"Right now if I was coaching defensive linemen, it would be a hard matter for me to tell my linemen where to tackle the quarterback. If you tackle him above the shoulders, you hit him in the head and that's a penalty. You tackle him below the hips, that's illegal. Or if you have a hold of him and you slam him down to the ground, that's illegal. So, what's left? Maybe his belt buckle, that's about it," Gregg said.
"And I don't say that's wrong, because anything that can prevent injuries to ball players is good."
Gregg said he was taught in high school in the 1950s that "the helmet was part of the weaponry."
"My high school coach said if they try to run you over, you give them some plastic," he recalled. "That was just the game, it really was. Nobody thought anything about getting hurt."
Gregg sustained so many concussions he lost count, although he recalls one time he was so dazed he sat on the other team's bench and when he came to with an ice pack on his neck, players on the other team told him he'd been "gone for a while."
Gregg said he would still have chosen to play the sport even if he'd known there would be a price to pay later in life, however.
A guard and a tackle, Gregg is one of three NFL players to win a-half dozen NFL championships, including the first two Super Bowls with the Packers. Gregg finished his career with another Super Bowl title with the Cowboys in 1971. He went on to coach the Bengals, Browns and Packers.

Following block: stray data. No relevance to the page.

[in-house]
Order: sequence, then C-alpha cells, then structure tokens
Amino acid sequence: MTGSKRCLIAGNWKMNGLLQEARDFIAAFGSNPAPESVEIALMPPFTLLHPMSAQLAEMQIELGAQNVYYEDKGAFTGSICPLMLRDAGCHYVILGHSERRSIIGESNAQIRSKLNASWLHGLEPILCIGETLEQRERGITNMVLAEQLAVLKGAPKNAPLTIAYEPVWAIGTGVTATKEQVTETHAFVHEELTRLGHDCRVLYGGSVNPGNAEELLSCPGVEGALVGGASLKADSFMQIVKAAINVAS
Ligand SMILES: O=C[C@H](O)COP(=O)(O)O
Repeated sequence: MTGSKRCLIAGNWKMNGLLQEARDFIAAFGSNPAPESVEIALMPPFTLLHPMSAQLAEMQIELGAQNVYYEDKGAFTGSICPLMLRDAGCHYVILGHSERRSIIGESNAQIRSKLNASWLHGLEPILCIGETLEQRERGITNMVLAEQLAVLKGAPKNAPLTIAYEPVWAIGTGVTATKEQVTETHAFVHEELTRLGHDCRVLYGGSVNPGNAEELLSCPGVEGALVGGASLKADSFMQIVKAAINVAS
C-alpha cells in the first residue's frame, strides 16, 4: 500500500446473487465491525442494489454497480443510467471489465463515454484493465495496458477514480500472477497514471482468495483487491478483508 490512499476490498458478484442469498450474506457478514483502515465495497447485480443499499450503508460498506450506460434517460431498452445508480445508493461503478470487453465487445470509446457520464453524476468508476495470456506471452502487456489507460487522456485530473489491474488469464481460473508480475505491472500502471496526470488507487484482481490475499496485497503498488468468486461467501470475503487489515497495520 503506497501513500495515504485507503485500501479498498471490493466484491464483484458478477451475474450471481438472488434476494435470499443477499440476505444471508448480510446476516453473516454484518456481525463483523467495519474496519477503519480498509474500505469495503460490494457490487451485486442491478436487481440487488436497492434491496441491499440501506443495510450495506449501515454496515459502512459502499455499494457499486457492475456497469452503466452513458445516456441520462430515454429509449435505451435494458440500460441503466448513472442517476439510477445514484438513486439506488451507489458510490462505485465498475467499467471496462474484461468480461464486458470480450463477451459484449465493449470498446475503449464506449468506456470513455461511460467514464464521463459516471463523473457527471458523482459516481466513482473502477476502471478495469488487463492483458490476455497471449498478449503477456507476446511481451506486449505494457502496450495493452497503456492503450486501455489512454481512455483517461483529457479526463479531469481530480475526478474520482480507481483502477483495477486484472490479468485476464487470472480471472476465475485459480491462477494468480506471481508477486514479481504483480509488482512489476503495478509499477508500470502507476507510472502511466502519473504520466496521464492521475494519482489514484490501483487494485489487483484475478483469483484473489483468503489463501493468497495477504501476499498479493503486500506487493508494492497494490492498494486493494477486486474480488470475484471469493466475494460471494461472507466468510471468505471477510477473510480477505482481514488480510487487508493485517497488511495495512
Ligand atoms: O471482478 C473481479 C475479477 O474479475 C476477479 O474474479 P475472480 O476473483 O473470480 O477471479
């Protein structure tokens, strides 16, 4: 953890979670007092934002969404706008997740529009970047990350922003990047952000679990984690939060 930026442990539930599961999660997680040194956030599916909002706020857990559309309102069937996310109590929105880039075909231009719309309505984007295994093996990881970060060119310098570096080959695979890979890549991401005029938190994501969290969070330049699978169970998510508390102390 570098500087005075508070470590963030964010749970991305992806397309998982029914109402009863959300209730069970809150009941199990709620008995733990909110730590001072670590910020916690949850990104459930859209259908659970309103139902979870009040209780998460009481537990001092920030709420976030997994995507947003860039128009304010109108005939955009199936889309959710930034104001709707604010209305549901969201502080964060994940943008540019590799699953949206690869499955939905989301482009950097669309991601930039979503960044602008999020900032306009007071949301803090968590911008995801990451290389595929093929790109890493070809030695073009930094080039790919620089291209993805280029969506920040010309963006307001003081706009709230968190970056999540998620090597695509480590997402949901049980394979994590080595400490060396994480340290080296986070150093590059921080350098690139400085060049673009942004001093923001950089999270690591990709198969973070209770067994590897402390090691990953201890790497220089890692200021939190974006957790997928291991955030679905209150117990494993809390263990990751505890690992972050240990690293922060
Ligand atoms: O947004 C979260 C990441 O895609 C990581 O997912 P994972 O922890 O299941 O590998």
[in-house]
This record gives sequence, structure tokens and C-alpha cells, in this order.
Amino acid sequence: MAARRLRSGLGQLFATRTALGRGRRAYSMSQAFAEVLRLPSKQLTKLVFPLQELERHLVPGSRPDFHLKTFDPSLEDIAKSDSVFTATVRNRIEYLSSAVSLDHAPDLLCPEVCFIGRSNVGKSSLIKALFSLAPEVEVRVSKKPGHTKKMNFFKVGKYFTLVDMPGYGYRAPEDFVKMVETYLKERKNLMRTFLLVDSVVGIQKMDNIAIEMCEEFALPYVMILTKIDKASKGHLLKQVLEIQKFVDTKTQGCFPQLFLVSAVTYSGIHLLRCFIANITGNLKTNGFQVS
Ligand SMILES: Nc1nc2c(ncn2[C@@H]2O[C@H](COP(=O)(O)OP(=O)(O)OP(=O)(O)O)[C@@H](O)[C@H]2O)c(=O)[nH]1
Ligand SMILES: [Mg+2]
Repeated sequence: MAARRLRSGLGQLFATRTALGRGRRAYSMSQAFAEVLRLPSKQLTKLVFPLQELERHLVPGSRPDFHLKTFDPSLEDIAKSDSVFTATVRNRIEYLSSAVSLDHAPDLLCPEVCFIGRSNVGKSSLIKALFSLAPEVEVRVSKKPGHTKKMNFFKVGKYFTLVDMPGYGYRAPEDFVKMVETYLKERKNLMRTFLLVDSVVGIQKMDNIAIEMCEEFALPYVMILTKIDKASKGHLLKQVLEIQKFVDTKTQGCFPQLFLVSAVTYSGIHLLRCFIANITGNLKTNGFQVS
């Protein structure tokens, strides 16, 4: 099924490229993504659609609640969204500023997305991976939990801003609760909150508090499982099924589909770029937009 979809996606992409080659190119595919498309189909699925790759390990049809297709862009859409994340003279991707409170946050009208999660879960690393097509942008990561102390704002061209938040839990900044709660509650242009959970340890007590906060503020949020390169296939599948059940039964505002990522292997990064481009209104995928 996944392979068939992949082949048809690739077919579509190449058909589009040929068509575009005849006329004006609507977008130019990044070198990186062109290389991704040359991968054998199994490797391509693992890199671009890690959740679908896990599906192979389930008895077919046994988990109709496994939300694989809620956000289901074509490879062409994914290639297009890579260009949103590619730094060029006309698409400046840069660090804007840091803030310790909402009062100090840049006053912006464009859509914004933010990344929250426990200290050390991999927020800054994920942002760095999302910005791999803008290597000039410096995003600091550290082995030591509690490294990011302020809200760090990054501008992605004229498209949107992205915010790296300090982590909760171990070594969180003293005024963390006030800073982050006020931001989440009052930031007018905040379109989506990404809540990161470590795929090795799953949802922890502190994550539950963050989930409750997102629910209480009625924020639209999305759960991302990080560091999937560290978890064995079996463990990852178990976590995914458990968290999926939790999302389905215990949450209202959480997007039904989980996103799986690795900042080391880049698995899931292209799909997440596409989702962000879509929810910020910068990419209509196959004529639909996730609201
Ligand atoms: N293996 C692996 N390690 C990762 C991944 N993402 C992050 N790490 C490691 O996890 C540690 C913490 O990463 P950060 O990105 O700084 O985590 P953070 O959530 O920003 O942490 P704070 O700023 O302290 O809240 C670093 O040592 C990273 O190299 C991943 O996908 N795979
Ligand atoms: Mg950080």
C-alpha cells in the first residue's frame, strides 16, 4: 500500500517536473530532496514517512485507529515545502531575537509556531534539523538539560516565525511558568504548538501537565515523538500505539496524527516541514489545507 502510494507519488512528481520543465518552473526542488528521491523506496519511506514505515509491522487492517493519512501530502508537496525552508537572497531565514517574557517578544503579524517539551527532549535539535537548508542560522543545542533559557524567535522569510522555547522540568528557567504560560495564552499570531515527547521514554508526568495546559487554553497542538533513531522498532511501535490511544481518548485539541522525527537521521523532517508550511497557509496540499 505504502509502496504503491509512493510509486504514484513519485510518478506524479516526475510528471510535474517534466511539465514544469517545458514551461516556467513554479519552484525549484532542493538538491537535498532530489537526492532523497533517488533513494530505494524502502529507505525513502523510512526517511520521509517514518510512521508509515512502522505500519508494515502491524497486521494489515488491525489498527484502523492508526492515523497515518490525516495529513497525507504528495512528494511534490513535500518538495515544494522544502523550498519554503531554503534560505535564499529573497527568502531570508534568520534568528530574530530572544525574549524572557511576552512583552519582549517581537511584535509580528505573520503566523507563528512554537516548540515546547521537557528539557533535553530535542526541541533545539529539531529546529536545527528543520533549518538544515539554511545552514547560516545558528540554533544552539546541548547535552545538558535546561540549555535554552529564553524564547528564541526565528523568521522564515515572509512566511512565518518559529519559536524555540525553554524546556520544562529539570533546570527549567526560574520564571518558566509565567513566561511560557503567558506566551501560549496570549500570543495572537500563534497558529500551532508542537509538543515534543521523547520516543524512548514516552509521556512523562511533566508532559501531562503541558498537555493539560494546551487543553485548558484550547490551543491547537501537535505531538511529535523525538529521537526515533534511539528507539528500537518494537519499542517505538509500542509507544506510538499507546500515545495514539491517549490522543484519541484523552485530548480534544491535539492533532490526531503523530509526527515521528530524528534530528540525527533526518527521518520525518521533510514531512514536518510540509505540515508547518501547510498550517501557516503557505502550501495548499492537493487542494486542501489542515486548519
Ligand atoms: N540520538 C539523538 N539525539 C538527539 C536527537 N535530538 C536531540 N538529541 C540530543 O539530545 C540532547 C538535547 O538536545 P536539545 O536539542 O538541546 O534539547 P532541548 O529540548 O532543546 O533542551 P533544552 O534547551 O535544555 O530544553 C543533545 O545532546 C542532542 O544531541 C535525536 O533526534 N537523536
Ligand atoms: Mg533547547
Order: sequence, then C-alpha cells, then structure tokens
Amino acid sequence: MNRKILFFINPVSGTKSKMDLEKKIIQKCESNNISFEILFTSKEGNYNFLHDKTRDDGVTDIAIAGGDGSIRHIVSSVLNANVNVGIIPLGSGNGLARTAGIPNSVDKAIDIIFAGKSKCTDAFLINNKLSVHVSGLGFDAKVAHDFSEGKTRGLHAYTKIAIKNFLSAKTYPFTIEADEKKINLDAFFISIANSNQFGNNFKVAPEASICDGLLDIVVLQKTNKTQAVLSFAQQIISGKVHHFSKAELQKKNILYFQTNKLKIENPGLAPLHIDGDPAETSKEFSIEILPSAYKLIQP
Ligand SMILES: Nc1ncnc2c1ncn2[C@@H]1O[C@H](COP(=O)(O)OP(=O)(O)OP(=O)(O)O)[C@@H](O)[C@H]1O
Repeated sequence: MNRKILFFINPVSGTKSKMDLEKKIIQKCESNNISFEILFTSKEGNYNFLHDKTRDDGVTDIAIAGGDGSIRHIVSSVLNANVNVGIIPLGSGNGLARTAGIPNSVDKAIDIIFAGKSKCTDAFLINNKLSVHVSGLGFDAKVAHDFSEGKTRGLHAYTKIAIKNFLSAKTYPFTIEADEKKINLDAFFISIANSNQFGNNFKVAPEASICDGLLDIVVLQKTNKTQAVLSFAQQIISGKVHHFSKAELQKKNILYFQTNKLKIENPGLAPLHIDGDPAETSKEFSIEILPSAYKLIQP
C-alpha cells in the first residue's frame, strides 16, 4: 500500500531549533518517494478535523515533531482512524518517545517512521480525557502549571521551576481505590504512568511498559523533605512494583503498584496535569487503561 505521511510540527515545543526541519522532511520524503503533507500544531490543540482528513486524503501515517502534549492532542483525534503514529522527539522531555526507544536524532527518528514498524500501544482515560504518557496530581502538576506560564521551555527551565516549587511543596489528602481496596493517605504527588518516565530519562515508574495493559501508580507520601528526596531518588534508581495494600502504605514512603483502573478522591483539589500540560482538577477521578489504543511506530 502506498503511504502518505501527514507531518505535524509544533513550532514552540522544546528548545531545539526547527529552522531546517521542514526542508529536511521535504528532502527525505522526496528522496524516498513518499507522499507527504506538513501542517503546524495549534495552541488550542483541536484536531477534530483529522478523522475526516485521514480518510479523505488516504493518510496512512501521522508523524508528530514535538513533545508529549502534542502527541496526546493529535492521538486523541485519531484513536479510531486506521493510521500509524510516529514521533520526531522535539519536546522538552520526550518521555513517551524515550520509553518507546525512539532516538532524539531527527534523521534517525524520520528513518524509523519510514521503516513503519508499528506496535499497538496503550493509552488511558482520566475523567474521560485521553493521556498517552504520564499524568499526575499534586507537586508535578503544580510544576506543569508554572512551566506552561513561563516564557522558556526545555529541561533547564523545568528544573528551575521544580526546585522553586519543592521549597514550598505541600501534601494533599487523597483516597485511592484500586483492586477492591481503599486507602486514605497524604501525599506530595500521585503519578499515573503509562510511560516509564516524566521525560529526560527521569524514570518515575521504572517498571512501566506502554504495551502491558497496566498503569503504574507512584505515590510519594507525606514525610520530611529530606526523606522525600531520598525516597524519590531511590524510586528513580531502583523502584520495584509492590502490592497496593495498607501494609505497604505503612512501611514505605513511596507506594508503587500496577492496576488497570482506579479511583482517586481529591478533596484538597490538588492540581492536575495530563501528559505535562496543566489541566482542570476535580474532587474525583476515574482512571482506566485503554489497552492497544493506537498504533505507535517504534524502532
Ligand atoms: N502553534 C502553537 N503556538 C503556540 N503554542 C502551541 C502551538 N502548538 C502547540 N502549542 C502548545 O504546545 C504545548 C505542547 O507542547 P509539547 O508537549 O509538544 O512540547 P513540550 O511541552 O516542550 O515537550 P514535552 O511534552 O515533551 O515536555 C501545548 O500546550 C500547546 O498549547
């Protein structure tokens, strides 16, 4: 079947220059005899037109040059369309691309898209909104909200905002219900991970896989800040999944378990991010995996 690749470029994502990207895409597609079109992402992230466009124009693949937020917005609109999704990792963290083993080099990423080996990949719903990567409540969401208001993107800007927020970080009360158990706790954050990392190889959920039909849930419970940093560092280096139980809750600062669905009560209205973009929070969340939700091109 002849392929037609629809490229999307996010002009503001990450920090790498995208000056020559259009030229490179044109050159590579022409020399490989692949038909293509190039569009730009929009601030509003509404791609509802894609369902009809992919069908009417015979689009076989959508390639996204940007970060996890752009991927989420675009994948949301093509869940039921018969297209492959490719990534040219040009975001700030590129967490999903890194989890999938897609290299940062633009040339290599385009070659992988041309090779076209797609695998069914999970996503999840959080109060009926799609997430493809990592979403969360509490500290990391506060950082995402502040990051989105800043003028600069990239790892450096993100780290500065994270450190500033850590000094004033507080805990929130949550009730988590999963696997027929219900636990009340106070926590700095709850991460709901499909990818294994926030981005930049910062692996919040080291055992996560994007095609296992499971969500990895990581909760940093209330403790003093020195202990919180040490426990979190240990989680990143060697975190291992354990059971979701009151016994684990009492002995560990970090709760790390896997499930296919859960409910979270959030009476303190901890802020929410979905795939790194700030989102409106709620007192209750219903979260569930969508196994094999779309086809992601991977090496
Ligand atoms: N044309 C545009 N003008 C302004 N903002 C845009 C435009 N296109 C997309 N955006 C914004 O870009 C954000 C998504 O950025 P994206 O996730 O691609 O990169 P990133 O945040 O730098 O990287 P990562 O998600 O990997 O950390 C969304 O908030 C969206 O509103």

There is no cure for Parkinson's, but a combination of drugs, exercise and physical therapy can delay the effects of the disease that strikes more than 50,000 Americans every year.
Gregg said he first went to the doctor when he noticed his left hand trembling in 2011. Although his motor symptoms began to show up over the year or two before that, Gregg's wife, Barbara, said he began acting out his dreams about 15 years ago. Kumar said this phenomenon, known as REM sleep behavior disorder, was a possible early warning sign of Parkinson's.
One time he dreamed he was trying to strangle a snake and his wife had to sock him to get him to let go of her wrist. Another time he dreamt he was back blocking for Bart Starr and knocked her out of their bed.
Sleep problems, memory loss and fatigue are some of the possible symptoms of Parkinson's along with the typical motor aspects such as slowness or tremors.
The Greggs are sharing their story through a reality-style video series that is part of "Parkinson's More than Motion" Facebook community and follows the couple as they cope with the disease and its treatment.
"I'll tell you what, it's emotional. You have to fight getting down," Gregg said. "And I've been on the physical regimen. In fact, I think I was working out too much. I forget I was 79 instead of 39. And so I had to back off a little bit and now I don't worry if I miss a day working out. The main thing is to continue to work out, try to keep a good attitude."